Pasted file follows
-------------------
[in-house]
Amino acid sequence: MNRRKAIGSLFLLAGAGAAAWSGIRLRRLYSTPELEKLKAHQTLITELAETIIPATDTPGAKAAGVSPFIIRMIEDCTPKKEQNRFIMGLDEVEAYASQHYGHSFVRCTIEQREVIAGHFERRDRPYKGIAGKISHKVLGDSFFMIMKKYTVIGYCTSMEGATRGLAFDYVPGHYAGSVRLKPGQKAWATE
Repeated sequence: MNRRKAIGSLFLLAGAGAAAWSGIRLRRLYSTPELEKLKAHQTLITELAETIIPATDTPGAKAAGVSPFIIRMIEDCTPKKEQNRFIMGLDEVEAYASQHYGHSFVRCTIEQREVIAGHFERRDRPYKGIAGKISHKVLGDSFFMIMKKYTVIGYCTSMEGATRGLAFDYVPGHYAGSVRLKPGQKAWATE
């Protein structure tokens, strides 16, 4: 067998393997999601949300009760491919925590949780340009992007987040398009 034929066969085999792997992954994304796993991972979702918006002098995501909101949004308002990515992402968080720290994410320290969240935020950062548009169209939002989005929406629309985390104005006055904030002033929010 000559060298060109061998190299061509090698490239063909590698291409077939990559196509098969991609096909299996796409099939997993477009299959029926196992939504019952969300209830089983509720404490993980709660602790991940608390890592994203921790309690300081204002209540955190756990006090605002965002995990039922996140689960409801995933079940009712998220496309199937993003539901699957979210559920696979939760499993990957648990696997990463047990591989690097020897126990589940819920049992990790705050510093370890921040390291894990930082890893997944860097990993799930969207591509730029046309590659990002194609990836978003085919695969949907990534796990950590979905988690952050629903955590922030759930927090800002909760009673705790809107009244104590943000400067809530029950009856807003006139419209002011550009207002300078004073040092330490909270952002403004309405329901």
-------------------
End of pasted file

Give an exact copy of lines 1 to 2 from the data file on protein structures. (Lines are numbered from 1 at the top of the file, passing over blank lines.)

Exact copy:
[in-house]
Amino acid sequence: MNRRKAIGSLFLLAGAGAAAWSGIRLRRLYSTPELEKLKAHQTLITELAETIIPATDTPGAKAAGVSPFIIRMIEDCTPKKEQNRFIMGLDEVEAYASQHYGHSFVRCTIEQREVIAGHFERRDRPYKGIAGKISHKVLGDSFFMIMKKYTVIGYCTSMEGATRGLAFDYVPGHYAGSVRLKPGQKAWATE